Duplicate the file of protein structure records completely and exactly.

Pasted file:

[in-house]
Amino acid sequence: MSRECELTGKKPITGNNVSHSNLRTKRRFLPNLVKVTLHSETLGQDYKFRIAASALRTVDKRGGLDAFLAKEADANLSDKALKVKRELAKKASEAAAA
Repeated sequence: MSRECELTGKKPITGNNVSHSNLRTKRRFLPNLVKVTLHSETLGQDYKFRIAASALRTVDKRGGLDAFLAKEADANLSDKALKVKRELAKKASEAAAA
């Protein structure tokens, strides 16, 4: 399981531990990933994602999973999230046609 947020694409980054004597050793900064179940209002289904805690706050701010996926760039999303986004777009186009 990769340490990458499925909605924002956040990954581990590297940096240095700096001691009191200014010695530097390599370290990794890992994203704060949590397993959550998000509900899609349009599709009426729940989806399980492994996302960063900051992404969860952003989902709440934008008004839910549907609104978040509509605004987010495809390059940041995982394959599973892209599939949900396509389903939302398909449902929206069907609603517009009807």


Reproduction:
[in-house]
Amino acid sequence: MSRECELTGKKPITGNNVSHSNLRTKRRFLPNLVKVTLHSETLGQDYKFRIAASALRTVDKRGGLDAFLAKEADANLSDKALKVKRELAKKASEAAAA
Repeated sequence: MSRECELTGKKPITGNNVSHSNLRTKRRFLPNLVKVTLHSETLGQDYKFRIAASALRTVDKRGGLDAFLAKEADANLSDKALKVKRELAKKASEAAAA
């Protein structure tokens, strides 16, 4: 399981531990990933994602999973999230046609 947020694409980054004597050793900064179940209002289904805690706050701010996926760039999303986004777009186009 990769340490990458499925909605924002956040990954581990590297940096240095700096001691009191200014010695530097390599370290990794890992994203704060949590397993959550998000509900899609349009599709009426729940989806399980492994996302960063900051992404969860952003989902709440934008008004839910549907609104978040509509605004987010495809390059940041995982394959599973892209599939949900396509389903939302398909449902929206069907609603517009009807």